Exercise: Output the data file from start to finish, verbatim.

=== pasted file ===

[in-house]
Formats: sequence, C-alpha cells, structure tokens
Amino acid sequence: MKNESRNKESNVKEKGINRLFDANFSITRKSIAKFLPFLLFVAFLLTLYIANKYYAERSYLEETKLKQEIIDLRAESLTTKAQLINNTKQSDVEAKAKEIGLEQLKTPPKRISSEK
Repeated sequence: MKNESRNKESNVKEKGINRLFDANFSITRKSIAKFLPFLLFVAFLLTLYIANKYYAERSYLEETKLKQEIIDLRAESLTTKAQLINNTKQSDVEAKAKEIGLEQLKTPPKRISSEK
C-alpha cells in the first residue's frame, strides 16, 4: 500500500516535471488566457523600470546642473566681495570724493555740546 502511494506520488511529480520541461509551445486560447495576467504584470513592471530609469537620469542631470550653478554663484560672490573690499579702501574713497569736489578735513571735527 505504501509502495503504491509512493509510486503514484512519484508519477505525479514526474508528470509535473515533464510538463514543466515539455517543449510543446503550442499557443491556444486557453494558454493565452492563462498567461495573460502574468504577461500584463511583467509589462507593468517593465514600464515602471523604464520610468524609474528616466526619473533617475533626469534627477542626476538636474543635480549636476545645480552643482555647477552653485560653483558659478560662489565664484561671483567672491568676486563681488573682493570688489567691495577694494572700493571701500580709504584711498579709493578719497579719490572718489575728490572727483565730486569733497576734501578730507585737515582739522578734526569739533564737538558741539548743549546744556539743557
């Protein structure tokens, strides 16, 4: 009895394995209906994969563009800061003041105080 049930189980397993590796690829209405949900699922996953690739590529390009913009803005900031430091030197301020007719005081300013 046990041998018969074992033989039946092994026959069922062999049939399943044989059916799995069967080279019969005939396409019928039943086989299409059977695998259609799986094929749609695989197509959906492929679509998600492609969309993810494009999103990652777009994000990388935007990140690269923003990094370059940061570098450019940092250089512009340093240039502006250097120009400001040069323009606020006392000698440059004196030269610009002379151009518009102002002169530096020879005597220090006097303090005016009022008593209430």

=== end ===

[in-house]
Formats: sequence, C-alpha cells, structure tokens
Amino acid sequence: MKNESRNKESNVKEKGINRLFDANFSITRKSIAKFLPFLLFVAFLLTLYIANKYYAERSYLEETKLKQEIIDLRAESLTTKAQLINNTKQSDVEAKAKEIGLEQLKTPPKRISSEK
Repeated sequence: MKNESRNKESNVKEKGINRLFDANFSITRKSIAKFLPFLLFVAFLLTLYIANKYYAERSYLEETKLKQEIIDLRAESLTTKAQLINNTKQSDVEAKAKEIGLEQLKTPPKRISSEK
C-alpha cells in the first residue's frame, strides 16, 4: 500500500516535471488566457523600470546642473566681495570724493555740546 502511494506520488511529480520541461509551445486560447495576467504584470513592471530609469537620469542631470550653478554663484560672490573690499579702501574713497569736489578735513571735527 505504501509502495503504491509512493509510486503514484512519484508519477505525479514526474508528470509535473515533464510538463514543466515539455517543449510543446503550442499557443491556444486557453494558454493565452492563462498567461495573460502574468504577461500584463511583467509589462507593468517593465514600464515602471523604464520610468524609474528616466526619473533617475533626469534627477542626476538636474543635480549636476545645480552643482555647477552653485560653483558659478560662489565664484561671483567672491568676486563681488573682493570688489567691495577694494572700493571701500580709504584711498579709493578719497579719490572718489575728490572727483565730486569733497576734501578730507585737515582739522578734526569739533564737538558741539548743549546744556539743557
């Protein structure tokens, strides 16, 4: 009895394995209906994969563009800061003041105080 049930189980397993590796690829209405949900699922996953690739590529390009913009803005900031430091030197301020007719005081300013 046990041998018969074992033989039946092994026959069922062999049939399943044989059916799995069967080279019969005939396409019928039943086989299409059977695998259609799986094929749609695989197509959906492929679509998600492609969309993810494009999103990652777009994000990388935007990140690269923003990094370059940061570098450019940092250089512009340093240039502006250097120009400001040069323009606020006392000698440059004196030269610009002379151009518009102002002169530096020879005597220090006097303090005016009022008593209430």